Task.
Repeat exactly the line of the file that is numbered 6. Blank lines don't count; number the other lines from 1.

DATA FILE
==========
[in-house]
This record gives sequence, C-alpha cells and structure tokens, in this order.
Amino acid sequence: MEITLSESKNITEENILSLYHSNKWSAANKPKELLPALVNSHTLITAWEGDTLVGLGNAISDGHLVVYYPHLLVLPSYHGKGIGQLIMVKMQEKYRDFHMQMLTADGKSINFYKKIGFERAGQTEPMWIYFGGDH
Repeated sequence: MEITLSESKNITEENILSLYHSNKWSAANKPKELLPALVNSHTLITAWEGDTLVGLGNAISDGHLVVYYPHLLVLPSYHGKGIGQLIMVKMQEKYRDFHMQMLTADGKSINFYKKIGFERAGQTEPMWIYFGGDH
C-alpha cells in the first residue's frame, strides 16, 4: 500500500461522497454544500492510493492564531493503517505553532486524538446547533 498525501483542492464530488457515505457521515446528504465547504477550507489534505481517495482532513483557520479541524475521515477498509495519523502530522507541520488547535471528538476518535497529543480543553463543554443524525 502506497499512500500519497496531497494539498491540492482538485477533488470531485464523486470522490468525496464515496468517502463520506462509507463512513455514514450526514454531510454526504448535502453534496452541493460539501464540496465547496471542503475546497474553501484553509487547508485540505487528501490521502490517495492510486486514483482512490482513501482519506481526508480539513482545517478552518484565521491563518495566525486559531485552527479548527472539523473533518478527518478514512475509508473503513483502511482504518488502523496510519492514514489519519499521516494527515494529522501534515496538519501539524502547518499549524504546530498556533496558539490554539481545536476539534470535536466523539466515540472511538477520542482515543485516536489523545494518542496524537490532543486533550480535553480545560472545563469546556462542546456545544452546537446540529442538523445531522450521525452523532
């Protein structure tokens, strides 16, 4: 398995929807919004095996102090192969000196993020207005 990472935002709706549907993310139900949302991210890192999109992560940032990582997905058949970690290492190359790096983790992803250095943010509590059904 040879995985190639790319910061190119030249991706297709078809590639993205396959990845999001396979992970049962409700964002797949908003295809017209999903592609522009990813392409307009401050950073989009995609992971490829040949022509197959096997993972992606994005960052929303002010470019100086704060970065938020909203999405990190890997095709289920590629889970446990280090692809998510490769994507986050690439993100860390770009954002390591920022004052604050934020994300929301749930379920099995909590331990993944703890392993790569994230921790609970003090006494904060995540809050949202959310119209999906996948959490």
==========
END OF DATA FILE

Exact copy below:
């Protein structure tokens, strides 16, 4: 398995929807919004095996102090192969000196993020207005 990472935002709706549907993310139900949302991210890192999109992560940032990582997905058949970690290492190359790096983790992803250095943010509590059904 040879995985190639790319910061190119030249991706297709078809590639993205396959990845999001396979992970049962409700964002797949908003295809017209999903592609522009990813392409307009401050950073989009995609992971490829040949022509197959096997993972992606994005960052929303002010470019100086704060970065938020909203999405990190890997095709289920590629889970446990280090692809998510490769994507986050690439993100860390770009954002390591920022004052604050934020994300929301749930379920099995909590331990993944703890392993790569994230921790609970003090006494904060995540809050949202959310119209999906996948959490």